Beware the Ocasio-Cortez Bump: On Electoralism in DSA

by Anonymous

For leftists in the United States of Amerikkka,* the current situation looks dark. Ever-more-open fascists are in positions of power throughout the government. White supremacy runs rampant through our society. Inequality is on the rise. In this situation it is natural to search for points of light, places where the left can claim a victory and find cause to feel hopeful. But to paraphrase another, one self-described socialist wins an election and Amerikkkan socialists become a bunch of liberals. Without solid analysis hope can easily be misplaced and a Marxist understanding of the situation replaced with liberal idealism. The latest case where this is happening is Alexandria Ocasio-Cortez’s election victory.

An analysis should begin with what specific gains can be expected. And we should be completely honest with ourselves and each other—there is NO chance that anything she has run on will become law. All three branches of this government are controlled by the far-right wing. And even if, against the odds, a “blue wave” sweeps the nation electorally, all we must do is look back to see what difference that makes. The crowning achievements of Obama’s years are wildly disappointing: a flawed healthcare expansion law, a slew of executive orders that have been overturned, avoiding a full economic collapse in exchange for the Great Recession. The rest of Obama’s legacy is enraging: deporting more people than any other president, the continued growth of the police state, bailing out businesses and banks while prosecuting none, an expansion of imperialist wars. After two terms as president, the socialist left is no stronger and a utilitarian calculus to determine “harm reduction” is impossible. It makes no sense to expect a sole congressperson to be able to leave behind a more inspiring legacy. This is not a victory for “harm reduction”—there is no evidence to support such a claim. Instead we have another politician making promises they can’t keep, covering “socialism” with the same filth and distrust most Amerikkkans feel towards the mainstream parties.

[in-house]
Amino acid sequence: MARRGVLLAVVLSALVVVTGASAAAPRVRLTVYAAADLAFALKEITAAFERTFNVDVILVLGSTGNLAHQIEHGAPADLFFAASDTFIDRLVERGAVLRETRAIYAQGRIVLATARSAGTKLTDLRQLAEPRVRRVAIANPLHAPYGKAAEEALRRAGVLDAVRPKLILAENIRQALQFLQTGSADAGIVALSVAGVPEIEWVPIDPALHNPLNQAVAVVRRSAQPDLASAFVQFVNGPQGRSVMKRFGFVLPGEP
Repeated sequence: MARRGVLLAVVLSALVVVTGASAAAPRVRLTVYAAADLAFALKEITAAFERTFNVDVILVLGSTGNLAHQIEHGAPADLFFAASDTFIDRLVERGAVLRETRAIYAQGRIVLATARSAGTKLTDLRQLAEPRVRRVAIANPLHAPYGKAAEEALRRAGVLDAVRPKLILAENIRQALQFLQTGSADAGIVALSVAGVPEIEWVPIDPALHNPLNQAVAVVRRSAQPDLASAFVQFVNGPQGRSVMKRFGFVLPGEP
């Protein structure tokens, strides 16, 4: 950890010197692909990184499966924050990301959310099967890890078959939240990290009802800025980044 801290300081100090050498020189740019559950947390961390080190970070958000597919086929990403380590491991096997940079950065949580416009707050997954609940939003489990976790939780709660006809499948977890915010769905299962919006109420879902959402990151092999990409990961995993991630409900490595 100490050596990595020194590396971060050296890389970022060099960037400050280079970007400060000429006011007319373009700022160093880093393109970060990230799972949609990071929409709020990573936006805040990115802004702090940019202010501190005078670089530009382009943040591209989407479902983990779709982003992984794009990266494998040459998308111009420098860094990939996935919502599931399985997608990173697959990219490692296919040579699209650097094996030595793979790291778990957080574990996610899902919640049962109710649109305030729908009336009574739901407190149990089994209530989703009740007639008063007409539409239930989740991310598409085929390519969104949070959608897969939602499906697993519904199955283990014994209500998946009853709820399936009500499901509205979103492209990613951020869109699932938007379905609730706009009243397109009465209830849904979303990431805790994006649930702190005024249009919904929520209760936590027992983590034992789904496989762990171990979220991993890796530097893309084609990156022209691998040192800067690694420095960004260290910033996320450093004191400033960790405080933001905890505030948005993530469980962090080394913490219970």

Even if Alexandria Ocasio-Cortez could enact all her proposals, they are far from perfect. Valid critiques have been made of Alexandria Ocasio-Cortez’s positions but as is usual for debates within DSA, the most important aspect of global capitalism—imperialism—has escaped mention. Alexandria Ocasio-Cortez has laid out a vision of socialism that focuses on a more equal distribution of wealth among Amerikkkans, ignoring where that wealth comes from while speaking positively about veterans and “ALL who’ve sacrificed in our armed forces.” This is both extremely dangerous and utterly disgusting. Amerikkka rules the world with an iron fist, killing millions with its armies, arms, and resource/wealth extraction policies. A “socialist” on a national stage that refuses to even name this reality, nevermind making the dismantling of this system a center of their platform, is no ally to the global proletariat. They are instead pursuing a politics blinded by nationalism, which in the case of Amerikkka equates to support for a global regime of white supremacist capitalist imperialism.